What does boost my optimism? Swimming, running, yoga, taking action, reading inspirational books, prayer, travel.

  • Great Post. I also try to live in the present. I make plans and goals for the future, but my focus is on today. What am I doing today that will make that difficulty or thing I want to change better?

  • Helping others, donating my time or material things and just being kind to others makes me feel more optimistic.

  • Another great post. The thing that revives me more than anything is to sit on the rocks at Lake Michigan; doesn’t matter at what point, just to be next to the lake and breathe in that fresh air. This is whether it’s from the 1st snowfall of the season, or if it’s 90 degrees in the shade!

  • The smile thing really works. Thanks for all of it.

  • Being by the sea, looking at a beautiful sky, swimming, laughing with friends and a good meal. Do the things that mean the most to you x

  • I love the section about happiness not beging tied to achievement. I live in a valley of super achievers and work with children. Many families see their children’s self-esteem based on their achievements. As a ballet teacher, I am working on helping the kids learn to love what they do (no matter if it’s ballet or something else) regardless of the achievements. Thank you for this reminder.

  • It reminds me an old proverb, “Everything happens for a reason” by reading this article on optimists.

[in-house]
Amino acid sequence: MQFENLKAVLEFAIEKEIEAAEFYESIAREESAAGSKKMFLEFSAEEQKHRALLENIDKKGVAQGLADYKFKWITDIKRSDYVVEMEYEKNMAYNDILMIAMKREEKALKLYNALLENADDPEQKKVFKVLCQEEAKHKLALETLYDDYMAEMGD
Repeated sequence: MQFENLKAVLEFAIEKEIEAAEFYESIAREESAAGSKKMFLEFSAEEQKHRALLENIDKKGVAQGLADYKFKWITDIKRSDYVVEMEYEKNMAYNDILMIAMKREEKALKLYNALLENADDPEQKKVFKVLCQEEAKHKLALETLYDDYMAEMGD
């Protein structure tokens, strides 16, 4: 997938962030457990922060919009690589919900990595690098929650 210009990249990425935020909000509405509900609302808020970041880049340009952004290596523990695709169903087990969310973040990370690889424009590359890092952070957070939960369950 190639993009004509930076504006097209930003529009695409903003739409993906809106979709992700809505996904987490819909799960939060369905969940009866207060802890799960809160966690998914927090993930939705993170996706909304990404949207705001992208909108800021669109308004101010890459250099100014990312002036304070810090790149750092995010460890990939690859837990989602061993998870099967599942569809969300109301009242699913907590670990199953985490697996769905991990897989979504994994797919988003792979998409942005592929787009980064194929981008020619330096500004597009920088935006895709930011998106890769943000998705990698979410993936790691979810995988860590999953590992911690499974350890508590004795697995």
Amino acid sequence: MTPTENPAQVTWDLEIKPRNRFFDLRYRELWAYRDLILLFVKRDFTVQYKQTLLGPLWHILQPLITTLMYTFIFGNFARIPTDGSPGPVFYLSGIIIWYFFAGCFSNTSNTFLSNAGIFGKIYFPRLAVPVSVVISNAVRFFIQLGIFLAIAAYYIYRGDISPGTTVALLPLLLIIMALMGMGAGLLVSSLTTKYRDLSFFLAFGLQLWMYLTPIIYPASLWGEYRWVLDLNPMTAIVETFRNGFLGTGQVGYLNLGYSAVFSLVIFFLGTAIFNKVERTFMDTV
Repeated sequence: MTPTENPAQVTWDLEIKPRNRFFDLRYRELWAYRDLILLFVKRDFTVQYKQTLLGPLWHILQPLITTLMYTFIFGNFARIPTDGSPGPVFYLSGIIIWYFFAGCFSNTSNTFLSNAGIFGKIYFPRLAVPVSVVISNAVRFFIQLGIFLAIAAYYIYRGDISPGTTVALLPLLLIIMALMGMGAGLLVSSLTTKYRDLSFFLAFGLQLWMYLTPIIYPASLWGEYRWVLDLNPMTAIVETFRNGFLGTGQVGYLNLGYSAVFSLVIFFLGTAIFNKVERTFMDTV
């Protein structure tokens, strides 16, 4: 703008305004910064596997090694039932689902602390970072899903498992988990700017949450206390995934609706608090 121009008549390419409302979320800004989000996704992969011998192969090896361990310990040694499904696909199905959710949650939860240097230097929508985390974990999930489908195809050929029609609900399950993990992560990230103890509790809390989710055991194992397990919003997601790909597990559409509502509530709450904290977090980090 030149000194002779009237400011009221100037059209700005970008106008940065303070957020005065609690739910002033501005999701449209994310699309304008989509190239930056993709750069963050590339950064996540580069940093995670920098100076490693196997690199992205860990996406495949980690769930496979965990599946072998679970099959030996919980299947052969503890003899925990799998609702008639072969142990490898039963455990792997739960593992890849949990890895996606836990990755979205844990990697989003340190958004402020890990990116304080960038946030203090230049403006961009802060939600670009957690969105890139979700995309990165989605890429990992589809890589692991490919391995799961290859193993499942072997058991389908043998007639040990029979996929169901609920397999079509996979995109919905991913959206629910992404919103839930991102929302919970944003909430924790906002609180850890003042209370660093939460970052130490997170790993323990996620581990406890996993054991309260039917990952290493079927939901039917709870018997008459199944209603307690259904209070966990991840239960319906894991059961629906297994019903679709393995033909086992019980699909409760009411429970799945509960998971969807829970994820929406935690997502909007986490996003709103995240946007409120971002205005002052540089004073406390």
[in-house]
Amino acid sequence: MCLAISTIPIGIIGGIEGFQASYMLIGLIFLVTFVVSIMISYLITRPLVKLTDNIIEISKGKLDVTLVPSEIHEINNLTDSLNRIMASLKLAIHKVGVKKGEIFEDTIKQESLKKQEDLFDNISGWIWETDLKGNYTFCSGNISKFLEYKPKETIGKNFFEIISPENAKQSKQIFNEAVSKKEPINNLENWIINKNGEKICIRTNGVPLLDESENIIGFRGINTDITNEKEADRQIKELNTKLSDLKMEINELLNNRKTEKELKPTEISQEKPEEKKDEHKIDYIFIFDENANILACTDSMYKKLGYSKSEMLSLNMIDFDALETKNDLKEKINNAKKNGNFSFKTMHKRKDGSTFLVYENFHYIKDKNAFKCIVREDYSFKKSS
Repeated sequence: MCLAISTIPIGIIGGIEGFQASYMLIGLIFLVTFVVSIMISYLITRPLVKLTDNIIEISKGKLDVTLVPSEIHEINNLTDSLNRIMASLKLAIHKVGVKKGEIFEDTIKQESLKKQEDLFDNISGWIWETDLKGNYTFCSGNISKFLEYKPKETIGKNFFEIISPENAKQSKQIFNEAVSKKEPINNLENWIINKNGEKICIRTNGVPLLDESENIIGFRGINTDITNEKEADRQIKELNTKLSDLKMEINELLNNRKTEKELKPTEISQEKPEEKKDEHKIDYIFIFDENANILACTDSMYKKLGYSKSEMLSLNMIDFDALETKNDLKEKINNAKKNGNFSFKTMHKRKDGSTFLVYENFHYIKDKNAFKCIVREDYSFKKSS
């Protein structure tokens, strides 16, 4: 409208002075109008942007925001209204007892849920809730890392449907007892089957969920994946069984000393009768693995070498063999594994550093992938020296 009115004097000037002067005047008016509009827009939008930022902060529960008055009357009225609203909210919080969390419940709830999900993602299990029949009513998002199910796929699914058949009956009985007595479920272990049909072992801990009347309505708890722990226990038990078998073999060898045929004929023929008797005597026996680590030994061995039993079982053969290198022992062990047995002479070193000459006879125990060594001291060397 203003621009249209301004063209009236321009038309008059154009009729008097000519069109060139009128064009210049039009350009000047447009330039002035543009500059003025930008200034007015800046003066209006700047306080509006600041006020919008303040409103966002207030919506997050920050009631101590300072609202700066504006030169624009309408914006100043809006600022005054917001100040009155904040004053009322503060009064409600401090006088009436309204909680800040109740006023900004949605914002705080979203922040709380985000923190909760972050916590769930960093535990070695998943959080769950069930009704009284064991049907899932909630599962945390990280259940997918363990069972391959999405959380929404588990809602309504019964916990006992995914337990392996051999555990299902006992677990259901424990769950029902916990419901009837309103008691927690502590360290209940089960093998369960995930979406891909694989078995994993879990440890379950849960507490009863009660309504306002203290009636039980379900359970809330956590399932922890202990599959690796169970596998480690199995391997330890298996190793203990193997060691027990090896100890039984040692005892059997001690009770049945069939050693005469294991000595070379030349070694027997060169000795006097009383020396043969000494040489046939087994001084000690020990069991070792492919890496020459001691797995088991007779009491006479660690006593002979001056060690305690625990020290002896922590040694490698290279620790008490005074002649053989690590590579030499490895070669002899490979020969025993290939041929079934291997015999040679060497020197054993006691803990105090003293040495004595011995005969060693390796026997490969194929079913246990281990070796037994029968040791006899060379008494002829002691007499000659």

• I second the comment about a good read!

    I especially like the suggestions about self-talk and framing setbacks in temporary terms. These ideas harmonize nicely with Carol Dweck’s book, Mindset. In the book, Dweck discusses 2 attitudes: a fixed mindset that sees life as an uphill struggle against “fate” or “the universe,” and a growth mindset that embraces challenge and the capacity for change.

    I also appreciate your designation that optimism isn’t naive. This is a myth that I often have to fight in my own mind.

  • This is truly perfect. This describes me pretty much “to a T.” It’s funny though… I used to call myself an “optimist” until I thought that meant that I had to always be happy all the time, so I switched to “positive realist.” It is nice to know that those two are actually the same thing =)